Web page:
The iTwin Connect is a 32-bit microchip USB microcontroller with on-board AES 256 and SHA-256 encryption, on-board Diffie-Hellman key agreement protocol to handle how cryptographic keys are exchanged, and an on-board random generator. When the connectors are “paired” during the initial installation, the cryptographic key is transferred to both halves of the device.

When iTwin Connect is plugged in and working, the two LED lights on the unit glow a solid bright blue. The lights turn red to indicate an error has occurred. iTwin also rolls out regular firmware updates, and the Connect automatically prompts the user whenever the latest firmware is available.

Getting Started
Installation is dead simple: plug the whole iTwin Connect device (the two pieces joined as one) into the computer’s USB port. Doing so automatically installs all the necessary drivers and files. I assigned a name and password to the device, and I was good to go.
That installation process configures both halves of the iTwin Connect. At this point, I split the device and set the second half aside for safe-keeping. I just need one half of the unit plugged into my computer to take advantage of most of iTwin Connect’s features. For the sake of clarity in this review, I will refer to the computer with the first half of the dongle the “home computer.”

When I plugged the other half into another computer’s USB port, the “remote computer,” it installed the same software onto that computer. It uses the same name and password (if assigned) originally selected for the home computer.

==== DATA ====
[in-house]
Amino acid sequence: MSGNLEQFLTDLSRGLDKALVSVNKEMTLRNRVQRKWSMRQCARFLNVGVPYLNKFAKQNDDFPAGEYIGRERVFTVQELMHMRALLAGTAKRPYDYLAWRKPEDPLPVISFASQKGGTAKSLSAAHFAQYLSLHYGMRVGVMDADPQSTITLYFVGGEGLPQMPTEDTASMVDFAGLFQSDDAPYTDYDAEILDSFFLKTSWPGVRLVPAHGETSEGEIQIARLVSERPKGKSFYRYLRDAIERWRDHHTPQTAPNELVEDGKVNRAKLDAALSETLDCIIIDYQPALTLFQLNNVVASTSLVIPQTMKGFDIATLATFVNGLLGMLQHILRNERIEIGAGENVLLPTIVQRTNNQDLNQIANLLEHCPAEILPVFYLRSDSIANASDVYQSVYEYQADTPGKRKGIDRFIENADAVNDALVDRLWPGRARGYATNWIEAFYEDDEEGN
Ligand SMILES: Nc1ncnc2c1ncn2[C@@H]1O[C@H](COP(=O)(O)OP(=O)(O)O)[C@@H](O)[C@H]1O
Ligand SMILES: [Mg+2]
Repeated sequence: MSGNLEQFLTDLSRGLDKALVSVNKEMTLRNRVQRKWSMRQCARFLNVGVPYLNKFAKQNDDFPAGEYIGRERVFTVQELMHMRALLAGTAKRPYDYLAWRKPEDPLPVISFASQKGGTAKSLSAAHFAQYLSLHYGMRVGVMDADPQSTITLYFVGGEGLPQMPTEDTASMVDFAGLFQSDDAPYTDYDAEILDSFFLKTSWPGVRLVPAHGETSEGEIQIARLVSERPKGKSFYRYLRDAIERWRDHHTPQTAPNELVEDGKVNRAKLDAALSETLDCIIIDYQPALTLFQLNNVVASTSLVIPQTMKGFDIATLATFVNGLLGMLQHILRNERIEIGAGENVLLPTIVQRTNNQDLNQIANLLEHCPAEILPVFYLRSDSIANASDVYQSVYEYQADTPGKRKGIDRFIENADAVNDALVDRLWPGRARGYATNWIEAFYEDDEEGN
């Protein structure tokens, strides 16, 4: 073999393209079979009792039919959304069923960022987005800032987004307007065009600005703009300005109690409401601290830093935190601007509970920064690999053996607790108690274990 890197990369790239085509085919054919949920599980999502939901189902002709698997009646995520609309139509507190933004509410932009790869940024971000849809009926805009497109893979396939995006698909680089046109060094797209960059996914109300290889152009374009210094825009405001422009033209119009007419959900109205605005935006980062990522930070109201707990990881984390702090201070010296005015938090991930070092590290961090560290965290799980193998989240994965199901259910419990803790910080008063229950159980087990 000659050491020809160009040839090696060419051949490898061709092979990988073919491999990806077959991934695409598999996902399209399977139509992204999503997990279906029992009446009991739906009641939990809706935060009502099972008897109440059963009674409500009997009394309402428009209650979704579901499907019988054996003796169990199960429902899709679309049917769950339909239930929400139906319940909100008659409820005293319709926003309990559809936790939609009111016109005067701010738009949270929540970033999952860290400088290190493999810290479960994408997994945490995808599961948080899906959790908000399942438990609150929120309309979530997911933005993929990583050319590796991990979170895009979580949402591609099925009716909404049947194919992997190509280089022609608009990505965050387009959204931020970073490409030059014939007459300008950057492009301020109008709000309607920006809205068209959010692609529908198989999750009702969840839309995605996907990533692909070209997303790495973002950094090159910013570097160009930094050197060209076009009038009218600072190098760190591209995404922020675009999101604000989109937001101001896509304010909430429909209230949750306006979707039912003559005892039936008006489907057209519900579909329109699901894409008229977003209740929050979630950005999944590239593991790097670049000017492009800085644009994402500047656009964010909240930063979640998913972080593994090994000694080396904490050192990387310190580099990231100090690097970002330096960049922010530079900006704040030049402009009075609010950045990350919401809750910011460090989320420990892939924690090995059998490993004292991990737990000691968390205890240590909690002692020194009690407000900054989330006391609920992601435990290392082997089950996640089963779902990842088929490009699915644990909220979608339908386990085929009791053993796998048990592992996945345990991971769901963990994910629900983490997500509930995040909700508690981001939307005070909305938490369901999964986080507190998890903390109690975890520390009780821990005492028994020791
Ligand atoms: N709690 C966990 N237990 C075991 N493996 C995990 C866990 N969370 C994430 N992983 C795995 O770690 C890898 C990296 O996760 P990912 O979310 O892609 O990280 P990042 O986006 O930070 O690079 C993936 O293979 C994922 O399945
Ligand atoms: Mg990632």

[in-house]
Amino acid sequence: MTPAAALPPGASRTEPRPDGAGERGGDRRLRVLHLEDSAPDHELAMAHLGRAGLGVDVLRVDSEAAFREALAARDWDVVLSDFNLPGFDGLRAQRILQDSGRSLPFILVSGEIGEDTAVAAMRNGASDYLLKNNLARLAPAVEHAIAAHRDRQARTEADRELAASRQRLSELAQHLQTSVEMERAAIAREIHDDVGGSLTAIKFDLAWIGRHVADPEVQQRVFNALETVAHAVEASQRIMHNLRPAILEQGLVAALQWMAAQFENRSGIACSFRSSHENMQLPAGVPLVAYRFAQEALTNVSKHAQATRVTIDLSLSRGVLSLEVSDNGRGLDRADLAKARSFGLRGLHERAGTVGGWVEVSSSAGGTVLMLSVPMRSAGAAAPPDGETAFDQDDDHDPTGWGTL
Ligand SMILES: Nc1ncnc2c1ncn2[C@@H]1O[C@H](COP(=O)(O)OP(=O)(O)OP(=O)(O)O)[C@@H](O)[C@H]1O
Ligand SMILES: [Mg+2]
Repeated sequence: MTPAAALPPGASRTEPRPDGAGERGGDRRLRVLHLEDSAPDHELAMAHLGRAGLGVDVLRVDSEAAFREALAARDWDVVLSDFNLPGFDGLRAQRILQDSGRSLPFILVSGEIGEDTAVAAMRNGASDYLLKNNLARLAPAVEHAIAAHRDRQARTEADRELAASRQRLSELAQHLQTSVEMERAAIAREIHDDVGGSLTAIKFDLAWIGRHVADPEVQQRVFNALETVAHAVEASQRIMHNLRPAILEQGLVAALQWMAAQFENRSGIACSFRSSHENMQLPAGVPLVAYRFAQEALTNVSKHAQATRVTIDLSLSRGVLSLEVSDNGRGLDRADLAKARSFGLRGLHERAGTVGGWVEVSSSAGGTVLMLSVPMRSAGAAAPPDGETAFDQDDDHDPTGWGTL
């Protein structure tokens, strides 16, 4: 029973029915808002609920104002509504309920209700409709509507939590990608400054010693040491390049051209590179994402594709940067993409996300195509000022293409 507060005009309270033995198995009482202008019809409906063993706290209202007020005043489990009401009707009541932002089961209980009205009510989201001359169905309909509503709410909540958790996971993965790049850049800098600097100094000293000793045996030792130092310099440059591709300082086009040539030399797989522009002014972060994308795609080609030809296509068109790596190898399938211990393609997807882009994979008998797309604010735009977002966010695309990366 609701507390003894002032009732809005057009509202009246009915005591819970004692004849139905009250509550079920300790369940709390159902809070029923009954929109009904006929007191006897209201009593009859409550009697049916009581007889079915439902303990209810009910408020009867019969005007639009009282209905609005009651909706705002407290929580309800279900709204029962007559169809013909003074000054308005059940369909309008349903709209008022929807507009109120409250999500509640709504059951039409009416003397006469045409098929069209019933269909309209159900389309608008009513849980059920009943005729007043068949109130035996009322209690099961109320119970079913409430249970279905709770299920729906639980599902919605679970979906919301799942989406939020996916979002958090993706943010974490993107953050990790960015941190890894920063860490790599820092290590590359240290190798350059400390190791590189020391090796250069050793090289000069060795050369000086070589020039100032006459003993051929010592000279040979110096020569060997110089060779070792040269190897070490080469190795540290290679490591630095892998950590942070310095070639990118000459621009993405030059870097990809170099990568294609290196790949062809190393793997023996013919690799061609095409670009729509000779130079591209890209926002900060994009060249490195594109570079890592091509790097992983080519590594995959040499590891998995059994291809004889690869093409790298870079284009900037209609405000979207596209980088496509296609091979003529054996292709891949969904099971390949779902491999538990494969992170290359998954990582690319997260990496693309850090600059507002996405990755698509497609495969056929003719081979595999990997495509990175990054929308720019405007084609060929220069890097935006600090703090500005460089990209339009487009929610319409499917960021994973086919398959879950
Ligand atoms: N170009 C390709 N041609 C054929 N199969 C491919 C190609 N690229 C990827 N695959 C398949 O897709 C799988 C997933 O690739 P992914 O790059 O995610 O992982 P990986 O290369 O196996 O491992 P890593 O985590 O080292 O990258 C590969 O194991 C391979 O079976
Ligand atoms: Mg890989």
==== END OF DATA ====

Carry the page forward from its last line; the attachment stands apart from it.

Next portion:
Teleport Away
The Connect offers a VPN service as part of its “Teleport” feature where the device establishes an encrypted tunnel with iTwin’s servers. I can connect to a server in the U.S., European Union, and Singapore. I tried connecting and disconnecting a few times, and it looks like the U.S. servers are based in San Jose, Calif., and the European servers in Amsterdam, Netherlands—Next: Performance, Remote Connectivity

I ran the iTwin through the same performance tests I use on other VPN services. I viewed video clips on Hulu, watched a movie via  Netflix, and surfed online while streaming music from Pandora. I didn’t encounter any noticeable delays. I also measured actual speeds using SpeedTest.net for each city. The measurements are over a wired connection, not wireless.

The VPN service is more or less on par with other services we have seen. Considering that VPN services can range from free to a more than $20 a month, the iTwin Connect’s price is a little steep if all you need it for is VPN service. There isn’t enough of a performance boost to make it worth the upfront investment, especially since VyprVPN also offers 256-bit encryption.